Reusable lunch containers

Allie Campbell, Staff Writer

A plastic baggie for your sandwich, a granola bar wrapper, a yogurt container, and a drink bottle. Every day. Five days a week. Forty-three weeks in a school year. Those numbers don’t include weekends and they don’t include summer vacation. That’s a heck of a lot of garbage.


And it’s only one year’s worth.


Many people pack lunches their whole lives. Let’s estimate at least 200 lunches a year, times about 50 years (taking into account that the average human lifespan is about 70 years according to a statistic from Our World In Data). That’s at least 10,000 plastic baggies. 10,000 granola bar wrappers. 10,000 yogurt containers. 10,000 drink bottles. And that is generated by only one person. Multiplied by the number of people packing lunches around the world…it adds up pretty quick.


Picture that monstrous pile of garbage in a landfill, littered alongside streets, and piled up outside poor villages in developing nations. Picture it choking and poisoning helpless wildlife, degrading our crops and livestock (which we will one day eat), and contaminating the water people are bathing in, swimming in, and most relevantly eating and drinking. What you are picturing really exists, according to articles by the Humane Society and Environmental Pollution Centers. An infographic by Ecowatch reveals that there are places in the ocean where the amount of plastic is six times the amount of plankton. According to an article by National Geographic, there are what are called “dead zones”, areas where the amount of garbage has made it impossible for any life to survive. In other places there are huge swaths of floating trash, islands, some thousands of miles long.


Why is this happening? Sometimes It’s hard to remember, isn’t it?


Our world is becoming uglier, smellier, and more dangerous. According to the Humane Society, animals are dying and species are disappearing. The infographic by Ecowatch explains that our own food (the reason for our lunch waste in the first place) is being poisoned and people are getting sick. And I’m asking you why.


There are many answers to this question, but garbage generated by innumerous wasteful lunches is a significant one. This is an important answer to focus on because of it’s large impact, but also because of our ability to affect it.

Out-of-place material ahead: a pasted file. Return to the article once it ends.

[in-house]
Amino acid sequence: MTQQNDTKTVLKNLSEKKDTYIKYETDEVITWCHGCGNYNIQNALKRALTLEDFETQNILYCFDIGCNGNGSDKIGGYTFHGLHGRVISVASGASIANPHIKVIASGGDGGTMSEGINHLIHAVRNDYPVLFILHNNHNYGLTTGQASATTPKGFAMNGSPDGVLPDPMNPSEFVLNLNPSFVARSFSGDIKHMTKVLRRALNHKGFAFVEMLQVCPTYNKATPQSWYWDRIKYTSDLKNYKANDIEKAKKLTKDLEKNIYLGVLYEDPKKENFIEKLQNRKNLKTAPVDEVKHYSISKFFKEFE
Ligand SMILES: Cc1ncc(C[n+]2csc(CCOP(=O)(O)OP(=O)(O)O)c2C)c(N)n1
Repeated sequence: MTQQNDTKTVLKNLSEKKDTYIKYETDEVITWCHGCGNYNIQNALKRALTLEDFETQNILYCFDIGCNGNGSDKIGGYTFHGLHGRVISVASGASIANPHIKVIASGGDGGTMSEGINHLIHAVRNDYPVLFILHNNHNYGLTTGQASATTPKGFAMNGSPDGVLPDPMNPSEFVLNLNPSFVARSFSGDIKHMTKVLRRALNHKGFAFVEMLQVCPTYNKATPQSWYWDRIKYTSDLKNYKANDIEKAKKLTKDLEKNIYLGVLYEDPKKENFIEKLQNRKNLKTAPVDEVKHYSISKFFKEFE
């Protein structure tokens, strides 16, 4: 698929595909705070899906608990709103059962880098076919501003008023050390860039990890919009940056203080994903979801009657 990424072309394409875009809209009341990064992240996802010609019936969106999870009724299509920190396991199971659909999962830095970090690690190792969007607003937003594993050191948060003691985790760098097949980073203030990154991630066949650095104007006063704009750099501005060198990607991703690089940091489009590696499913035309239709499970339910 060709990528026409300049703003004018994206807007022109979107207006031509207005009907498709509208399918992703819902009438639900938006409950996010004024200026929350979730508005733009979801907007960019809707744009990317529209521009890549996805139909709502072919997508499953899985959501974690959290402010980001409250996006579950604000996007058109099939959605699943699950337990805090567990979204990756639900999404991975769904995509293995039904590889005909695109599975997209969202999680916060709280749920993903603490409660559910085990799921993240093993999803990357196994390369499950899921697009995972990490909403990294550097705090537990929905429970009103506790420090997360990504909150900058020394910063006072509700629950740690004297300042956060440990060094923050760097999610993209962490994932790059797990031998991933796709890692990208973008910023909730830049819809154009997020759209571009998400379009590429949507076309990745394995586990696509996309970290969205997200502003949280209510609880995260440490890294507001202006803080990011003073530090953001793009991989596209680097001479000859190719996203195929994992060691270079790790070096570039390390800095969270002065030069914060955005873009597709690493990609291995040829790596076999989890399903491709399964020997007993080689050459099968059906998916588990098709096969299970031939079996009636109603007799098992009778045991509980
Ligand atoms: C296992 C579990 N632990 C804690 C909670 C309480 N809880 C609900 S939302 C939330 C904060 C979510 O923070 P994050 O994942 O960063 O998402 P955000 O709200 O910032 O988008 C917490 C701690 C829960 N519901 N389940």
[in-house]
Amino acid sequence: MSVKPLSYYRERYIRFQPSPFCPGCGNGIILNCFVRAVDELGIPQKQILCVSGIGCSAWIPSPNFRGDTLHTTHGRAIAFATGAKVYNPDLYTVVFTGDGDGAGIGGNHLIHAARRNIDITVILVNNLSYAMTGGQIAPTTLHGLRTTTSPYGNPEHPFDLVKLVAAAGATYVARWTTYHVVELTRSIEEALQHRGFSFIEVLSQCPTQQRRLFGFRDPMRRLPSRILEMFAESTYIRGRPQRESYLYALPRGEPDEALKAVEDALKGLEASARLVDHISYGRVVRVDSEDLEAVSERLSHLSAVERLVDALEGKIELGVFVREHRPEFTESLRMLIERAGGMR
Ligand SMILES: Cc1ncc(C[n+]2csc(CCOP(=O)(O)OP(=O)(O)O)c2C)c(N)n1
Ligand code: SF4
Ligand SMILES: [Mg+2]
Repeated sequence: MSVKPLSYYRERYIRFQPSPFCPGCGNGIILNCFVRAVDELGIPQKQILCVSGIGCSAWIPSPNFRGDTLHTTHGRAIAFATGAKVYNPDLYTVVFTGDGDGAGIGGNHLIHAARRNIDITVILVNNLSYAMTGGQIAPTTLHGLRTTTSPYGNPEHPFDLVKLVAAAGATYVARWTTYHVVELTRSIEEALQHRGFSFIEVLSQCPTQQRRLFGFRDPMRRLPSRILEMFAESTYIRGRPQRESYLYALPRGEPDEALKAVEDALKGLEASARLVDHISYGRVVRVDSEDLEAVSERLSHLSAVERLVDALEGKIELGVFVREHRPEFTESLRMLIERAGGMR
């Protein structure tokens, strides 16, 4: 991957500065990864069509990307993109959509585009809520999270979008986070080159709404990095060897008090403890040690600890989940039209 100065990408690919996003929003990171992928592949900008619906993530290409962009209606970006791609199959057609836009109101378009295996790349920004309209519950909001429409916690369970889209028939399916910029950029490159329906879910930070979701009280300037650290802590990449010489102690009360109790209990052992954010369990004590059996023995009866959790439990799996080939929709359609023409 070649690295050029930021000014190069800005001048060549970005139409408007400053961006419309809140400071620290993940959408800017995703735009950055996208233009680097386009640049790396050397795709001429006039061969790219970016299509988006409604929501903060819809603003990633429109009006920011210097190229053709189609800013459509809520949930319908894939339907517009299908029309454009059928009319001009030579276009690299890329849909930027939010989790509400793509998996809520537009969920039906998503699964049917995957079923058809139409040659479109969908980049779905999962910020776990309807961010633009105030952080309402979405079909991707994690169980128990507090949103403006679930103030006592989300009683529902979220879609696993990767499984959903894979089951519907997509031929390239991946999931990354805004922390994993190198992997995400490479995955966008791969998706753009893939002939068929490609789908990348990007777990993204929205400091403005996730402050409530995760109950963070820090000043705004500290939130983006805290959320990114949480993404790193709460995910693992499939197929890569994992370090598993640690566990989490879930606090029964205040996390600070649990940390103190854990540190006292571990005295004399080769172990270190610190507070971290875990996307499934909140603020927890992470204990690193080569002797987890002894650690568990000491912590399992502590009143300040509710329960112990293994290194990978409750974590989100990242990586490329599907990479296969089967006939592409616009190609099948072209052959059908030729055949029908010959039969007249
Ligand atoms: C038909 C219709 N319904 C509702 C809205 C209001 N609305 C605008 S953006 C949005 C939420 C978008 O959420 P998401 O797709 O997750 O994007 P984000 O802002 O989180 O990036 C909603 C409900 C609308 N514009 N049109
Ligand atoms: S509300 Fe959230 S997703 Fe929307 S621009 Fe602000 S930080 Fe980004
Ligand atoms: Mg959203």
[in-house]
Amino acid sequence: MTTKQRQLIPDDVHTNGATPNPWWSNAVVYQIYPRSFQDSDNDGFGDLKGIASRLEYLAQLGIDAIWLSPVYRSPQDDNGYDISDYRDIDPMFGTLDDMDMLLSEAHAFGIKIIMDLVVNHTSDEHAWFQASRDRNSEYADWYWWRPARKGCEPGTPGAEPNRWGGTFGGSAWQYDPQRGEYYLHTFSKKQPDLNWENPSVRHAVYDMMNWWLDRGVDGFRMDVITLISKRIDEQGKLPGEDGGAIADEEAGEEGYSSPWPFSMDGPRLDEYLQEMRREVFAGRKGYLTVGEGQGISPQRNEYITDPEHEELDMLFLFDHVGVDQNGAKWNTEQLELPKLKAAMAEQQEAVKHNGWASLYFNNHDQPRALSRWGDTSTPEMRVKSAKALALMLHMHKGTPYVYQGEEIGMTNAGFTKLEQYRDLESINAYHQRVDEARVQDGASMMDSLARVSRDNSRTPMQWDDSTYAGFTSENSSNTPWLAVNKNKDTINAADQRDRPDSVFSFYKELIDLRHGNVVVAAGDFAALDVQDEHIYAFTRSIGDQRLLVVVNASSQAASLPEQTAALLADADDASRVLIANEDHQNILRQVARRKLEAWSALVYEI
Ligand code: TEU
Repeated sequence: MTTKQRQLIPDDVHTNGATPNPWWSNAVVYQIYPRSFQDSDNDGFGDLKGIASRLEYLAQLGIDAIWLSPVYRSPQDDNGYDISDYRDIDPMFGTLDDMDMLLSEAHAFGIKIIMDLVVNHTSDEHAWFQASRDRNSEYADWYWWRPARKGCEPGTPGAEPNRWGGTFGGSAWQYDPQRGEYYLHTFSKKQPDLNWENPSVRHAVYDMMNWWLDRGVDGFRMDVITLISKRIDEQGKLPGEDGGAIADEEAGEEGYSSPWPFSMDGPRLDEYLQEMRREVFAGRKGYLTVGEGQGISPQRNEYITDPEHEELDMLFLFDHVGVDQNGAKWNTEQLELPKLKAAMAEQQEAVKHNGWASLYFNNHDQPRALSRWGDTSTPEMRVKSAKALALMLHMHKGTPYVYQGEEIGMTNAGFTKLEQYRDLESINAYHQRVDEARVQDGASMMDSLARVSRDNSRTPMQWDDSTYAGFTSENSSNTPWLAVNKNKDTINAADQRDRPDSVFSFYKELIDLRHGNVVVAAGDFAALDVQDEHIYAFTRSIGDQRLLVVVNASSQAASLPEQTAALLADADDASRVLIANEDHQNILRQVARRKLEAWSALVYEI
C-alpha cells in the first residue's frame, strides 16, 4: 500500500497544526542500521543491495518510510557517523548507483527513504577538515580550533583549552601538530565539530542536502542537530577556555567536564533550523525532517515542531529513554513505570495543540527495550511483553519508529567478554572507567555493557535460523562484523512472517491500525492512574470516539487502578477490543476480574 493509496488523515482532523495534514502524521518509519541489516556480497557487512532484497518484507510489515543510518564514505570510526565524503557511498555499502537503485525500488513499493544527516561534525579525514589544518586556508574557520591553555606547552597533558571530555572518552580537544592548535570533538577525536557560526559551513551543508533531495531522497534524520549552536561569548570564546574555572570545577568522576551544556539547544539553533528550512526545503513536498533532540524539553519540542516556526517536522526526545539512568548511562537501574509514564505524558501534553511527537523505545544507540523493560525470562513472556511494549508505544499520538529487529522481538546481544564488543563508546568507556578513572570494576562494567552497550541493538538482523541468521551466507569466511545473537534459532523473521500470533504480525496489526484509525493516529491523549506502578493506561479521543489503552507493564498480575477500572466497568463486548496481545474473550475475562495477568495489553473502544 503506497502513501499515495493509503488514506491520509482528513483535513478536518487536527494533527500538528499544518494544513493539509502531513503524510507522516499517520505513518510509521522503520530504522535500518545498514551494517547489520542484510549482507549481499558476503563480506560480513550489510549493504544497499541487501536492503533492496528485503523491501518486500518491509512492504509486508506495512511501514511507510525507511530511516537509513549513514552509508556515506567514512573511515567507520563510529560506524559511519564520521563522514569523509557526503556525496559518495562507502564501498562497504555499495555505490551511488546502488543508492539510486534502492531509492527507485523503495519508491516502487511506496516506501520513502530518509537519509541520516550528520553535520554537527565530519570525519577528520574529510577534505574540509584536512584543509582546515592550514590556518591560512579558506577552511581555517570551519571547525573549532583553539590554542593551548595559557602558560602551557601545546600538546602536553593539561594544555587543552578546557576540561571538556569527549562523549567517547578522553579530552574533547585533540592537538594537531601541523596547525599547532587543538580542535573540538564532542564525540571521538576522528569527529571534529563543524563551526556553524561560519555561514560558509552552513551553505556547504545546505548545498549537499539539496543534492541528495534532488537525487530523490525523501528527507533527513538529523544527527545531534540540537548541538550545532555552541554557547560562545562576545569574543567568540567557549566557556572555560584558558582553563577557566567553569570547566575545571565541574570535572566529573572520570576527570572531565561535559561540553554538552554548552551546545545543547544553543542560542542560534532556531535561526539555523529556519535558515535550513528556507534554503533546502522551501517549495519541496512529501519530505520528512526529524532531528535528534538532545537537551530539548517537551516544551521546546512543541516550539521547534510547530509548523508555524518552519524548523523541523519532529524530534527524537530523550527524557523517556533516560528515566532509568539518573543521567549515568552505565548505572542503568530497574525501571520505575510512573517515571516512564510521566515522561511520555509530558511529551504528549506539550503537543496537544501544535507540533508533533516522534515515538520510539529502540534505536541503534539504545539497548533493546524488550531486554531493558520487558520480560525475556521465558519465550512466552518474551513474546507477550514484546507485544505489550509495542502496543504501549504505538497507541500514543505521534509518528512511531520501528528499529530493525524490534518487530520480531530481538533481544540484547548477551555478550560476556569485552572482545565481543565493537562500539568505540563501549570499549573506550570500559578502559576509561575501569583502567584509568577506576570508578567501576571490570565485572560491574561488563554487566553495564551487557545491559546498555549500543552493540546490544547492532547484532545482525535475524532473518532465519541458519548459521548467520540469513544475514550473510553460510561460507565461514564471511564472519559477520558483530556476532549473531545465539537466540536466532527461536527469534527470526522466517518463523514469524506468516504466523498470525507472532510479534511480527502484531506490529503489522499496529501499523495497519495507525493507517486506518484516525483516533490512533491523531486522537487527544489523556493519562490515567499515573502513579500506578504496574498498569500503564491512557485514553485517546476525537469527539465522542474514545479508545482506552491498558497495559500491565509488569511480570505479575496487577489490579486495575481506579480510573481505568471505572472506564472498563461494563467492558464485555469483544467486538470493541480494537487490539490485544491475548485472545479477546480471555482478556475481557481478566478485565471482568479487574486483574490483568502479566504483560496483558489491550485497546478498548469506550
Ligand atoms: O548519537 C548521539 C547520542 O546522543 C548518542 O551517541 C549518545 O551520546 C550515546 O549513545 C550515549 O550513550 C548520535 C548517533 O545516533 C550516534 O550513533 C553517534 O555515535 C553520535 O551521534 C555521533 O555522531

Now picture that monstrous pile of trash again, wreaking its damage on our world. But this time, imagine it without all that garbage generated from our wasteful lunches. 10,000 lunches per person. What do you see?


A lot less garbage.


Not only does packing a lunch in disposable containers generate a lot of garbage, it also costs significantly more. The cost of buying containers which can be reused over and over again, compared to the cost of buying box after box of plastic baggies, pack after pack of paper napkins, roll after roll of tinfoil, is significantly less.


According to an article by the Huffington Post, packing lunch in reusable containers could save families $417.60 per person, every year! That is a lot of money, especially considering that in many households there are several family members who need packed lunches.  


There are many ways to pack a more sustainable lunch, and it’s okay to take baby steps. Some ways to pack a less wasteful lunch include buying a non-toxic, reusable lunch bag instead of a disposable one, using a reusable water bottle, packing a cloth napkin instead of paper ones, trying reusable snack and sandwich bags instead of plastic baggies, foil, or plastic wrap (these are usually made of waterproof material and are easy to rinse out and reuse), using reusable food containers made of plastic, stainless steel, or glass, and packing reusable utensils. You can pack silverware from your kitchen, or buy stainless steel or bamboo sets made especially for lunches.


Lin Illingworth, English teacher at Hollis Brookline High School, swears by her set of bamboo utensils from Mother & Child, a consignment store located in Amherst, New Hampshire. “It’s the best ten dollars I’ve ever spent — the best ten dollars ever. I am never without silverware and I never waste,” says Illingworth. The utensil set is also available on Amazon.


There are many students at HB who pack lunches in reusable containers, for a variety of reasons. “I try not to be wasteful,” says Gwen Bergstrom ‘17.


Jenna Swabowicz ‘17 says that using reusable containers “is convenient and good for the planet.” However, there are still many students at HB who pack prepackaged snacks and foods in disposable containers. It is easy to forget, or opt for the easier route.


Plastic baggies are an especially common pitfall because of their convenience, but these bags do not degrade like paper and organic wastes, according to a 2014 article by Green Talk. Instead, they photodegrade, meaning that they break down into tiny pieces small enough to be ingested by fish and other animals, and eventually can work their way up the food chain into our food.


It’s time to make an investment. The initial cost of your reusable lunch containers, the cost of washing them every night (although many are actually dishwasher safe), and the cost of the time it will take you to fill up each container rather than grabbing something pre-packaged may not seem very appealing in the moment, but that’s why it’s an investment. Because when you save over four hundred dollars every year, and when the world you live in is a better place, and when the people you share it with are healthier and more successful, are you going to care about those extra minutes?


I hope not.